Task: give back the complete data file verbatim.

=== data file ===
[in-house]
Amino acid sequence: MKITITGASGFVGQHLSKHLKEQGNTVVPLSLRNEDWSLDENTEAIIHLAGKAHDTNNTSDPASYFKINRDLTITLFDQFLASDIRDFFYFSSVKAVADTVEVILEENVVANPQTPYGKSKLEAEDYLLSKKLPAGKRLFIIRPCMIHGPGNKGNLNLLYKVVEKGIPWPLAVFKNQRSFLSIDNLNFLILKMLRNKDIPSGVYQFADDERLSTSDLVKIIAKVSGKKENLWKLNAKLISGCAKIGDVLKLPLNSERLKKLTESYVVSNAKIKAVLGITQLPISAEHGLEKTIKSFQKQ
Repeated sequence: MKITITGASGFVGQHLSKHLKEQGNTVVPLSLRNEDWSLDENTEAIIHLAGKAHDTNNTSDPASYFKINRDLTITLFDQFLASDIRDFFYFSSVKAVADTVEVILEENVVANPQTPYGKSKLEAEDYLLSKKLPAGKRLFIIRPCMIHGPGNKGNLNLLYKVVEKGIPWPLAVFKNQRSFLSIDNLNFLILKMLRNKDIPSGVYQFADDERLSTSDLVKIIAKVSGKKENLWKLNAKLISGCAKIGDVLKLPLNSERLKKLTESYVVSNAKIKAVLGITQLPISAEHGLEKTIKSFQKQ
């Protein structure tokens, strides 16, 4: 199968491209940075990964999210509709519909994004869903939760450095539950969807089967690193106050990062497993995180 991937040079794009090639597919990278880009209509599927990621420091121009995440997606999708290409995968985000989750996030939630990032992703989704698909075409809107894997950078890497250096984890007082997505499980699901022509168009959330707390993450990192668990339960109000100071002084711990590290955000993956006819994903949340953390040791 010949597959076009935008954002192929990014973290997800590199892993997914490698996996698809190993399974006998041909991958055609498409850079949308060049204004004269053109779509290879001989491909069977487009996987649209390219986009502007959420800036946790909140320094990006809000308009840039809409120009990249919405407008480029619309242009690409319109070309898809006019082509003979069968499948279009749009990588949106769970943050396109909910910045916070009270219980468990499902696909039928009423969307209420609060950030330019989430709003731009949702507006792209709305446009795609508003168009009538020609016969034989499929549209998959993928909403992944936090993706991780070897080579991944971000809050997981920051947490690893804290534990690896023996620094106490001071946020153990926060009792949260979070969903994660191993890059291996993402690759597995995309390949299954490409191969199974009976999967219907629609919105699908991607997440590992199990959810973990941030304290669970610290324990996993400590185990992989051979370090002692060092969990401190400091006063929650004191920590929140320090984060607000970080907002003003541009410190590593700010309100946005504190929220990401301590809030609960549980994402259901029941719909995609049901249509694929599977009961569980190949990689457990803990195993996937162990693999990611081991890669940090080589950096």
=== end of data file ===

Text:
[in-house]
Amino acid sequence: MKITITGASGFVGQHLSKHLKEQGNTVVPLSLRNEDWSLDENTEAIIHLAGKAHDTNNTSDPASYFKINRDLTITLFDQFLASDIRDFFYFSSVKAVADTVEVILEENVVANPQTPYGKSKLEAEDYLLSKKLPAGKRLFIIRPCMIHGPGNKGNLNLLYKVVEKGIPWPLAVFKNQRSFLSIDNLNFLILKMLRNKDIPSGVYQFADDERLSTSDLVKIIAKVSGKKENLWKLNAKLISGCAKIGDVLKLPLNSERLKKLTESYVVSNAKIKAVLGITQLPISAEHGLEKTIKSFQKQ
Repeated sequence: MKITITGASGFVGQHLSKHLKEQGNTVVPLSLRNEDWSLDENTEAIIHLAGKAHDTNNTSDPASYFKINRDLTITLFDQFLASDIRDFFYFSSVKAVADTVEVILEENVVANPQTPYGKSKLEAEDYLLSKKLPAGKRLFIIRPCMIHGPGNKGNLNLLYKVVEKGIPWPLAVFKNQRSFLSIDNLNFLILKMLRNKDIPSGVYQFADDERLSTSDLVKIIAKVSGKKENLWKLNAKLISGCAKIGDVLKLPLNSERLKKLTESYVVSNAKIKAVLGITQLPISAEHGLEKTIKSFQKQ
């Protein structure tokens, strides 16, 4: 199968491209940075990964999210509709519909994004869903939760450095539950969807089967690193106050990062497993995180 991937040079794009090639597919990278880009209509599927990621420091121009995440997606999708290409995968985000989750996030939630990032992703989704698909075409809107894997950078890497250096984890007082997505499980699901022509168009959330707390993450990192668990339960109000100071002084711990590290955000993956006819994903949340953390040791 010949597959076009935008954002192929990014973290997800590199892993997914490698996996698809190993399974006998041909991958055609498409850079949308060049204004004269053109779509290879001989491909069977487009996987649209390219986009502007959420800036946790909140320094990006809000308009840039809409120009990249919405407008480029619309242009690409319109070309898809006019082509003979069968499948279009749009990588949106769970943050396109909910910045916070009270219980468990499902696909039928009423969307209420609060950030330019989430709003731009949702507006792209709305446009795609508003168009009538020609016969034989499929549209998959993928909403992944936090993706991780070897080579991944971000809050997981920051947490690893804290534990690896023996620094106490001071946020153990926060009792949260979070969903994660191993890059291996993402690759597995995309390949299954490409191969199974009976999967219907629609919105699908991607997440590992199990959810973990941030304290669970610290324990996993400590185990992989051979370090002692060092969990401190400091006063929650004191920590929140320090984060607000970080907002003003541009410190590593700010309100946005504190929220990401301590809030609960549980994402259901029941719909995609049901249509694929599977009961569980190949990689457990803990195993996937162990693999990611081991890669940090080589950096």